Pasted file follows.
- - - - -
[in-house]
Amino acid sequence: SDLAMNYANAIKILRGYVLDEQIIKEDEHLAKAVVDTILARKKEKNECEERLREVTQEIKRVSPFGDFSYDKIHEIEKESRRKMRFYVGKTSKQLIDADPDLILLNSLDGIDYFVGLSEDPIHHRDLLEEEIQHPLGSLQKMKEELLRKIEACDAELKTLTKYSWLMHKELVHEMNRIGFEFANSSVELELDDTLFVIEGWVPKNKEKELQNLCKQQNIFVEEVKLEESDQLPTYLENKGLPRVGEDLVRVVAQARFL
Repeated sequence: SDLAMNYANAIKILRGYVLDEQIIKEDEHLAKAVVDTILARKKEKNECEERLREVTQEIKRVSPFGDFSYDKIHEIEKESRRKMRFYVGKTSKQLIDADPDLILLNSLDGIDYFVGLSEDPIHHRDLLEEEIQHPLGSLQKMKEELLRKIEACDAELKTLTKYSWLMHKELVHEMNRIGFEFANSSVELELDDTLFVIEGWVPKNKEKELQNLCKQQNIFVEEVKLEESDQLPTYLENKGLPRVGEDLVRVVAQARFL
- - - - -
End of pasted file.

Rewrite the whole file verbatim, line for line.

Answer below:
[in-house]
Amino acid sequence: SDLAMNYANAIKILRGYVLDEQIIKEDEHLAKAVVDTILARKKEKNECEERLREVTQEIKRVSPFGDFSYDKIHEIEKESRRKMRFYVGKTSKQLIDADPDLILLNSLDGIDYFVGLSEDPIHHRDLLEEEIQHPLGSLQKMKEELLRKIEACDAELKTLTKYSWLMHKELVHEMNRIGFEFANSSVELELDDTLFVIEGWVPKNKEKELQNLCKQQNIFVEEVKLEESDQLPTYLENKGLPRVGEDLVRVVAQARFL
Repeated sequence: SDLAMNYANAIKILRGYVLDEQIIKEDEHLAKAVVDTILARKKEKNECEERLREVTQEIKRVSPFGDFSYDKIHEIEKESRRKMRFYVGKTSKQLIDADPDLILLNSLDGIDYFVGLSEDPIHHRDLLEEEIQHPLGSLQKMKEELLRKIEACDAELKTLTKYSWLMHKELVHEMNRIGFEFANSSVELELDDTLFVIEGWVPKNKEKELQNLCKQQNIFVEEVKLEESDQLPTYLENKGLPRVGEDLVRVVAQARFL